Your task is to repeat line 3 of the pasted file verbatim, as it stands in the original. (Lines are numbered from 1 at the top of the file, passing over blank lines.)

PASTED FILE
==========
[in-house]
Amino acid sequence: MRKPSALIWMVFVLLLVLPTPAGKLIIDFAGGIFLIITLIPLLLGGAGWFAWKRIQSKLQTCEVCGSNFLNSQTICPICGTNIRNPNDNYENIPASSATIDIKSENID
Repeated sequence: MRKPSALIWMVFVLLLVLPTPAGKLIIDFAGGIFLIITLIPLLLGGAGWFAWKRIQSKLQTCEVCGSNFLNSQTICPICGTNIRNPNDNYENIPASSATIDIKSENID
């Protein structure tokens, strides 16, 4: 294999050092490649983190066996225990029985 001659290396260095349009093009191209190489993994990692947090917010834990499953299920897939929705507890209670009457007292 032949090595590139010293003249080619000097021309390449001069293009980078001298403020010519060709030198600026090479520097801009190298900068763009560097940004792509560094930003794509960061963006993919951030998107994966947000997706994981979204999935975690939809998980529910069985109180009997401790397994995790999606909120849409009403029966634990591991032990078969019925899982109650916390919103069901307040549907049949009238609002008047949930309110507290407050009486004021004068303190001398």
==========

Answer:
Repeated sequence: MRKPSALIWMVFVLLLVLPTPAGKLIIDFAGGIFLIITLIPLLLGGAGWFAWKRIQSKLQTCEVCGSNFLNSQTICPICGTNIRNPNDNYENIPASSATIDIKSENID